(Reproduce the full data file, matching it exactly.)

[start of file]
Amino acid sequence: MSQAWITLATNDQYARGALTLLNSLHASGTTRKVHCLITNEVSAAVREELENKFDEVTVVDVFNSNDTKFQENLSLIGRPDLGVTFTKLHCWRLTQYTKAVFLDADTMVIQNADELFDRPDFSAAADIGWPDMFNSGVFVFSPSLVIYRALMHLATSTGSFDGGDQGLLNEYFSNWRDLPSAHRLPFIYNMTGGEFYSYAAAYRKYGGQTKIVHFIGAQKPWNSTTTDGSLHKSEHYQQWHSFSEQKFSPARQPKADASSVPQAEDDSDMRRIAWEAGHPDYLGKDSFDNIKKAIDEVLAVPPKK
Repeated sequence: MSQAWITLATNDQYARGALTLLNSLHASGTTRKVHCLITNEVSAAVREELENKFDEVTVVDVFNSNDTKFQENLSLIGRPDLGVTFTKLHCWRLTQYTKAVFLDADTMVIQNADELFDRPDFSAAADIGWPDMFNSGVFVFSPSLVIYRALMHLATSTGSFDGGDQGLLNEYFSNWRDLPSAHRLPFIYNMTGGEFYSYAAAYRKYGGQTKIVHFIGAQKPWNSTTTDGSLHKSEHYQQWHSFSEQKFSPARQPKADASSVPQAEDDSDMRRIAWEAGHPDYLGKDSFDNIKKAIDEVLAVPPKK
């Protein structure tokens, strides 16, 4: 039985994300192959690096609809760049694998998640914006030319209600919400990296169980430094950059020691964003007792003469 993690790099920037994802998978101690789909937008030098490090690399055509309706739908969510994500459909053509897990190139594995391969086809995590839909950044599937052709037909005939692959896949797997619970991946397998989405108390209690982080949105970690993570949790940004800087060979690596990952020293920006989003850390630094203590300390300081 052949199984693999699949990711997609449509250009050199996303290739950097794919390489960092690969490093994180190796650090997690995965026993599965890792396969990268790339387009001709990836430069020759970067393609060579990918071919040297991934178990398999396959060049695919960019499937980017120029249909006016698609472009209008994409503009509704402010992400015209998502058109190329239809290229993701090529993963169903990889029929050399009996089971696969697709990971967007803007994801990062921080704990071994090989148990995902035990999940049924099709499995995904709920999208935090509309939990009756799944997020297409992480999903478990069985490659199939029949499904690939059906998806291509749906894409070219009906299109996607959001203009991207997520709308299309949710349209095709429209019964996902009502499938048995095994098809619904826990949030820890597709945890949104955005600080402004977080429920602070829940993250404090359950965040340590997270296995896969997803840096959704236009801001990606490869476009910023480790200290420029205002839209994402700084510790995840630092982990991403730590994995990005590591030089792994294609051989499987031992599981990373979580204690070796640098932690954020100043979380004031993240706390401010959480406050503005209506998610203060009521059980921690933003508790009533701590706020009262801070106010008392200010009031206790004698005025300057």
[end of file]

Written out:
Amino acid sequence: MSQAWITLATNDQYARGALTLLNSLHASGTTRKVHCLITNEVSAAVREELENKFDEVTVVDVFNSNDTKFQENLSLIGRPDLGVTFTKLHCWRLTQYTKAVFLDADTMVIQNADELFDRPDFSAAADIGWPDMFNSGVFVFSPSLVIYRALMHLATSTGSFDGGDQGLLNEYFSNWRDLPSAHRLPFIYNMTGGEFYSYAAAYRKYGGQTKIVHFIGAQKPWNSTTTDGSLHKSEHYQQWHSFSEQKFSPARQPKADASSVPQAEDDSDMRRIAWEAGHPDYLGKDSFDNIKKAIDEVLAVPPKK
Repeated sequence: MSQAWITLATNDQYARGALTLLNSLHASGTTRKVHCLITNEVSAAVREELENKFDEVTVVDVFNSNDTKFQENLSLIGRPDLGVTFTKLHCWRLTQYTKAVFLDADTMVIQNADELFDRPDFSAAADIGWPDMFNSGVFVFSPSLVIYRALMHLATSTGSFDGGDQGLLNEYFSNWRDLPSAHRLPFIYNMTGGEFYSYAAAYRKYGGQTKIVHFIGAQKPWNSTTTDGSLHKSEHYQQWHSFSEQKFSPARQPKADASSVPQAEDDSDMRRIAWEAGHPDYLGKDSFDNIKKAIDEVLAVPPKK
């Protein structure tokens, strides 16, 4: 039985994300192959690096609809760049694998998640914006030319209600919400990296169980430094950059020691964003007792003469 993690790099920037994802998978101690789909937008030098490090690399055509309706739908969510994500459909053509897990190139594995391969086809995590839909950044599937052709037909005939692959896949797997619970991946397998989405108390209690982080949105970690993570949790940004800087060979690596990952020293920006989003850390630094203590300390300081 052949199984693999699949990711997609449509250009050199996303290739950097794919390489960092690969490093994180190796650090997690995965026993599965890792396969990268790339387009001709990836430069020759970067393609060579990918071919040297991934178990398999396959060049695919960019499937980017120029249909006016698609472009209008994409503009509704402010992400015209998502058109190329239809290229993701090529993963169903990889029929050399009996089971696969697709990971967007803007994801990062921080704990071994090989148990995902035990999940049924099709499995995904709920999208935090509309939990009756799944997020297409992480999903478990069985490659199939029949499904690939059906998806291509749906894409070219009906299109996607959001203009991207997520709308299309949710349209095709429209019964996902009502499938048995095994098809619904826990949030820890597709945890949104955005600080402004977080429920602070829940993250404090359950965040340590997270296995896969997803840096959704236009801001990606490869476009910023480790200290420029205002839209994402700084510790995840630092982990991403730590994995990005590591030089792994294609051989499987031992599981990373979580204690070796640098932690954020100043979380004031993240706390401010959480406050503005209506998610203060009521059980921690933003508790009533701590706020009262801070106010008392200010009031206790004698005025300057």